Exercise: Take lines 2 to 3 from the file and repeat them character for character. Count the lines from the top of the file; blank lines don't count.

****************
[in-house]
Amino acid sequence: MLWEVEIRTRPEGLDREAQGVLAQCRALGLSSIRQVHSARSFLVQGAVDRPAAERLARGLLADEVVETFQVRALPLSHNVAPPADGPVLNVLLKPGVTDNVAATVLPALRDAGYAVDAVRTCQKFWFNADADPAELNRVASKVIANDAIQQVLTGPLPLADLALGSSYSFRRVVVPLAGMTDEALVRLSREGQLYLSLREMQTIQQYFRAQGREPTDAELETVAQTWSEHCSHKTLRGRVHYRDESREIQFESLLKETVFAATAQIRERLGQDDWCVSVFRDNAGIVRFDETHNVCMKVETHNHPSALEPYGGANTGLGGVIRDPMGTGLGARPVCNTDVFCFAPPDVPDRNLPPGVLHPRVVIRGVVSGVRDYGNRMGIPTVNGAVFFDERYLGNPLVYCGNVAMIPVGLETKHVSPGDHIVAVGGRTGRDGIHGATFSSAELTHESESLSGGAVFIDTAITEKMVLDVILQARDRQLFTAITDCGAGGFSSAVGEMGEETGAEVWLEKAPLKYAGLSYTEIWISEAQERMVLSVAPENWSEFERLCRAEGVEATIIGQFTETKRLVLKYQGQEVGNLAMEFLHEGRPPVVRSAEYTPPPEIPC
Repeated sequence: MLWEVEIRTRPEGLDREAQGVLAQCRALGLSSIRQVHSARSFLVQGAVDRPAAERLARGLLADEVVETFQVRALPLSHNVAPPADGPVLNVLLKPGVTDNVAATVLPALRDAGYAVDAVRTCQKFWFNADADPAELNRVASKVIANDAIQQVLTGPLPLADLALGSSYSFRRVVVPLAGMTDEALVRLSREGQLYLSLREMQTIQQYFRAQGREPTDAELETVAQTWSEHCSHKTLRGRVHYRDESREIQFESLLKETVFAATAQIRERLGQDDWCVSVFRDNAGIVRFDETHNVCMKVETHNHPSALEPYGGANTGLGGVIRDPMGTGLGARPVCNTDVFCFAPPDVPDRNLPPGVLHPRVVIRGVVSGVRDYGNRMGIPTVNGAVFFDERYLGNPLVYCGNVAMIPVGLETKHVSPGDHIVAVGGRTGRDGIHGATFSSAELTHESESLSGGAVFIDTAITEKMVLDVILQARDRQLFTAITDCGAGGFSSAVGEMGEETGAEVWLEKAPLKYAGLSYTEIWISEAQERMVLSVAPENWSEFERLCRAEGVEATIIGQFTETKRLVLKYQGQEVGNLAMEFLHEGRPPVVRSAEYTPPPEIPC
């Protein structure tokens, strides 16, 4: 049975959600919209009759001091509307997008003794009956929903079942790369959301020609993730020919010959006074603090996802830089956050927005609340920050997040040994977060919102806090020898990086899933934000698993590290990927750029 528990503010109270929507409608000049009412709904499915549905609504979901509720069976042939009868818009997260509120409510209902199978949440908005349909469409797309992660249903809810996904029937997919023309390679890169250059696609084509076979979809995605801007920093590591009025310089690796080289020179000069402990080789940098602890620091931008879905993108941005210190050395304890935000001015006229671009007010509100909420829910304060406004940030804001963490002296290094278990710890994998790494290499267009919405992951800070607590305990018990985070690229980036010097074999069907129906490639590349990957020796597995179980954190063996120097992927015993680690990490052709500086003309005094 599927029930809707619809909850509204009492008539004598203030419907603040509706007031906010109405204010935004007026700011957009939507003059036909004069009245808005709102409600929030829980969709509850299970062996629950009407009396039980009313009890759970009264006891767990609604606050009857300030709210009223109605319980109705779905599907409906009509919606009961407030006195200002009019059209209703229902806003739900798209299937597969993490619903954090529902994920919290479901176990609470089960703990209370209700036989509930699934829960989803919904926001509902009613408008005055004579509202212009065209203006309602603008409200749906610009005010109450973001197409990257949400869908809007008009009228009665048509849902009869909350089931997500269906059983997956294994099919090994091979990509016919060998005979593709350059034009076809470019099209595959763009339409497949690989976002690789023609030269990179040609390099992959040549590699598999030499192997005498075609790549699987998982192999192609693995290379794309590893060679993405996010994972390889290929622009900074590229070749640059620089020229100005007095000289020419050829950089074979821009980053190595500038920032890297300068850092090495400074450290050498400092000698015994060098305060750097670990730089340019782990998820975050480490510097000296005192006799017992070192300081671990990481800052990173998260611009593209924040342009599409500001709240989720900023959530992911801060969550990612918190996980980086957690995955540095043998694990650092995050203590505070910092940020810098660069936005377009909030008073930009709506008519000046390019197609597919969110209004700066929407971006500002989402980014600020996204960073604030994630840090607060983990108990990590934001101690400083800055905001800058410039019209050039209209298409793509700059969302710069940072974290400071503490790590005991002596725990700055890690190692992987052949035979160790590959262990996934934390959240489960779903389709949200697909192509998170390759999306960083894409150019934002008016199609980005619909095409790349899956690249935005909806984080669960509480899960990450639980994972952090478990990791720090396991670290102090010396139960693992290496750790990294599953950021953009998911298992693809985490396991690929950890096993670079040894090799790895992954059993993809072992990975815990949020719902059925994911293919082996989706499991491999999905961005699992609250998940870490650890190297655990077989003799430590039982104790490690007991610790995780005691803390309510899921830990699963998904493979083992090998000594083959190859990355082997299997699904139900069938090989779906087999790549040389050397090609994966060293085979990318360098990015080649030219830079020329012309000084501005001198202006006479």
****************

Amino acid sequence: MLWEVEIRTRPEGLDREAQGVLAQCRALGLSSIRQVHSARSFLVQGAVDRPAAERLARGLLADEVVETFQVRALPLSHNVAPPADGPVLNVLLKPGVTDNVAATVLPALRDAGYAVDAVRTCQKFWFNADADPAELNRVASKVIANDAIQQVLTGPLPLADLALGSSYSFRRVVVPLAGMTDEALVRLSREGQLYLSLREMQTIQQYFRAQGREPTDAELETVAQTWSEHCSHKTLRGRVHYRDESREIQFESLLKETVFAATAQIRERLGQDDWCVSVFRDNAGIVRFDETHNVCMKVETHNHPSALEPYGGANTGLGGVIRDPMGTGLGARPVCNTDVFCFAPPDVPDRNLPPGVLHPRVVIRGVVSGVRDYGNRMGIPTVNGAVFFDERYLGNPLVYCGNVAMIPVGLETKHVSPGDHIVAVGGRTGRDGIHGATFSSAELTHESESLSGGAVFIDTAITEKMVLDVILQARDRQLFTAITDCGAGGFSSAVGEMGEETGAEVWLEKAPLKYAGLSYTEIWISEAQERMVLSVAPENWSEFERLCRAEGVEATIIGQFTETKRLVLKYQGQEVGNLAMEFLHEGRPPVVRSAEYTPPPEIPC
Repeated sequence: MLWEVEIRTRPEGLDREAQGVLAQCRALGLSSIRQVHSARSFLVQGAVDRPAAERLARGLLADEVVETFQVRALPLSHNVAPPADGPVLNVLLKPGVTDNVAATVLPALRDAGYAVDAVRTCQKFWFNADADPAELNRVASKVIANDAIQQVLTGPLPLADLALGSSYSFRRVVVPLAGMTDEALVRLSREGQLYLSLREMQTIQQYFRAQGREPTDAELETVAQTWSEHCSHKTLRGRVHYRDESREIQFESLLKETVFAATAQIRERLGQDDWCVSVFRDNAGIVRFDETHNVCMKVETHNHPSALEPYGGANTGLGGVIRDPMGTGLGARPVCNTDVFCFAPPDVPDRNLPPGVLHPRVVIRGVVSGVRDYGNRMGIPTVNGAVFFDERYLGNPLVYCGNVAMIPVGLETKHVSPGDHIVAVGGRTGRDGIHGATFSSAELTHESESLSGGAVFIDTAITEKMVLDVILQARDRQLFTAITDCGAGGFSSAVGEMGEETGAEVWLEKAPLKYAGLSYTEIWISEAQERMVLSVAPENWSEFERLCRAEGVEATIIGQFTETKRLVLKYQGQEVGNLAMEFLHEGRPPVVRSAEYTPPPEIPC